AIH-induced ERK phosphorylation is consistent with a role in the mechanism of AIH-induced pLTF. To our knowledge, this is the first study suggesting a role for ERK1/2 in any form of respiratory plasticity. ERK activation directly contributes to several forms of synaptic plasticity, regulating local protein synthesis, synaptic receptor trafficking, and/or gene expression (Impey et al., 1999; Sweatt, 2004). Although BDNF/TrkB interactions are expected to increase ERK phosphorylation, TrkB activates other kinases as well (e.g. Akt). Thus, an understanding of the specific role played by ERK phosphorylation in pLTF awaits experiments to differentiate among these candidate molecules.

Although dAIH did not significantly alter basal ERK phosphorylation after one week of exposure, it is unclear if repetitive AIH would alter ERK phosphorylation at other time points. On the other hand, increased ERK phosphorylation following AIH in dAIH-treated rats further supports a role for TrkB-mediated ERK activation in pLTF.

One limitation of this study is that we did not assess neurochemical changes in the XII motor nucleus since we originally thought that we could investigate mechanisms of enhanced LTF in the phrenic motor nucleus more effectively; it came as somewhat of a surprise that dAIH-enhanced LTF was observed in the XII, but not the phrenic, in this rat strain. Further investigations concerning mechanistic similarities and differences between phrenic and XII LTF are necessary before we can appreciate the cellular mechanisms of dAIH enhanced XII LTF.


dAIH-induced metaplasticity in XII LTF in a rat strain where XII LTF is not constitutively expressed has interesting implications for humans. In sleeping patients with limited airflow through the upper airway (i.e., snorers), upper airway resistance is decreased following AIH, suggesting LTF in upper airway dilator muscles (Aboubakr et al., 2001; Shkoukani et al., 2002). In agreement, direct recordings of genioglossus EMG activity demonstrate LTF following AIH in sleeping patients (Chowdhuri et al., 2008). Collectively, these findings suggest that the ability of dAIH to enhance XII or genioglossal LTF may be harnessed to regulate upper airway tone over a longer time scale in human patients with limited airflow (i.e., snorers), potentially minimizing snoring or delaying the onset of overt sleep apnea symptoms (Mahamed and Mitchell, 2007).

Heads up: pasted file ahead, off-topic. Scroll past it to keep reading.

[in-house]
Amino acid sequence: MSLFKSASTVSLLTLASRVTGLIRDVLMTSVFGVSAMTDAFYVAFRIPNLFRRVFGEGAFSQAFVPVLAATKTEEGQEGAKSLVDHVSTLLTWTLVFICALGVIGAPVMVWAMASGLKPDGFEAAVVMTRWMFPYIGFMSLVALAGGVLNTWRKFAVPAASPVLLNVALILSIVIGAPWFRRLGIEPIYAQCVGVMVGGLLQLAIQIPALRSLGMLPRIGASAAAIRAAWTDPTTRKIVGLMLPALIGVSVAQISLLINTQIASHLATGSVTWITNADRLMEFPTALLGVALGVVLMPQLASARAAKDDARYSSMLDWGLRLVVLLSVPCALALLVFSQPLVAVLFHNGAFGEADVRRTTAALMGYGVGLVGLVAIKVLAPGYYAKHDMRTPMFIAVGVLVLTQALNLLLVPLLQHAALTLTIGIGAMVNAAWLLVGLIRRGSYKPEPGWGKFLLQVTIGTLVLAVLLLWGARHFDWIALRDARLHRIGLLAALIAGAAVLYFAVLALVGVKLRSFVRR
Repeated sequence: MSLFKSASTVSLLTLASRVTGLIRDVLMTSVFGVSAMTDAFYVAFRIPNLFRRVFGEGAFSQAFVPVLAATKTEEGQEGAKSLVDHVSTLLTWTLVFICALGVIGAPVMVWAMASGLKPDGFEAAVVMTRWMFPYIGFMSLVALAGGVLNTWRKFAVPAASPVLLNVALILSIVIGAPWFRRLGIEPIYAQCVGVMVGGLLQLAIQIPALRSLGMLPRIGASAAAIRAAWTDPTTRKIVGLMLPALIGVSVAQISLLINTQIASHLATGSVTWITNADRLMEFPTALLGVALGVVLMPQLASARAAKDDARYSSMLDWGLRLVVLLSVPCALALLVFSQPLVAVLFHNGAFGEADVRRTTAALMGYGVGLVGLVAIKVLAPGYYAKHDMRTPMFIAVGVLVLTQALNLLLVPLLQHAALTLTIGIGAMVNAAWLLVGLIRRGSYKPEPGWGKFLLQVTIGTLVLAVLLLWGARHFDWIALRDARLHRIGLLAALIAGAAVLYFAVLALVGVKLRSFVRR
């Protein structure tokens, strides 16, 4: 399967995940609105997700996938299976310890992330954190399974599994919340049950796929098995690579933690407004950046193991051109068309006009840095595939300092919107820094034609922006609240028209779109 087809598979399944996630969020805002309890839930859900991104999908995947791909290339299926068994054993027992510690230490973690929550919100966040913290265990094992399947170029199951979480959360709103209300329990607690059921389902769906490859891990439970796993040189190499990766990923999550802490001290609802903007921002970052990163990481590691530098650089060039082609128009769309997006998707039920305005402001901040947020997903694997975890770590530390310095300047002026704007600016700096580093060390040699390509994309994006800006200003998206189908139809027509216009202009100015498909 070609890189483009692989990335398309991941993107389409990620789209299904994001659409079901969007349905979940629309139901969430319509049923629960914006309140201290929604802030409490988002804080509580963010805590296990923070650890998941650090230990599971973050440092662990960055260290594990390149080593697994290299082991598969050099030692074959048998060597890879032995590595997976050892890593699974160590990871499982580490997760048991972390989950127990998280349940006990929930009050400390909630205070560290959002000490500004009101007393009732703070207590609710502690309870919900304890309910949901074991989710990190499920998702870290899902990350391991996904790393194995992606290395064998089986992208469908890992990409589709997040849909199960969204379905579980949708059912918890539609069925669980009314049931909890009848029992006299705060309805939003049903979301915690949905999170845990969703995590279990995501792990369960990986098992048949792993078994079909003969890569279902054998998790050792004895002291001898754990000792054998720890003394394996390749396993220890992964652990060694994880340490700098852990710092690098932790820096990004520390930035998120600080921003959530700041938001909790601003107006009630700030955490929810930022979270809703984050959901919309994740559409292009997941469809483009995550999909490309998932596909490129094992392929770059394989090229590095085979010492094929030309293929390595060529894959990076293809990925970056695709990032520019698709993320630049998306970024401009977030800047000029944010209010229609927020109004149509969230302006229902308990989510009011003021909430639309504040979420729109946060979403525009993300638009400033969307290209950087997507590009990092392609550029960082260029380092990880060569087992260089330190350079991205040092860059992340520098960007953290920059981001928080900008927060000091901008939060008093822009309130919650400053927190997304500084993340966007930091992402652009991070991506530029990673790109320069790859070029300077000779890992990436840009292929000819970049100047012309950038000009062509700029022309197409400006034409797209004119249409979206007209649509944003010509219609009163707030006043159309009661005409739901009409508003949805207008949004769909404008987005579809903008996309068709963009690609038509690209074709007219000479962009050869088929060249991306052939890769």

Since dAIH is an effective means of eliciting respiratory metaplasticity without confounding effects of hypertension or (presumably) other sequelae that complicate interpretation, dAIH may be a useful model to study cellular mechanisms of respiratory metaplasticity. Regardless of its specific physiological significance, an understanding of cellular mechanisms underlying respiratory metaplasticity may provide the rationale for novel pharmacological interventions in patients with sleep-disordered breathing.


This work was supported by National Institutes of Health (NIH) grant HL80209. J.E.R.W. was supported by NIH Training Grant HL 07654. We thank past and present members of the Mitchell laboratory for expert technical assistance and many helpful discussions.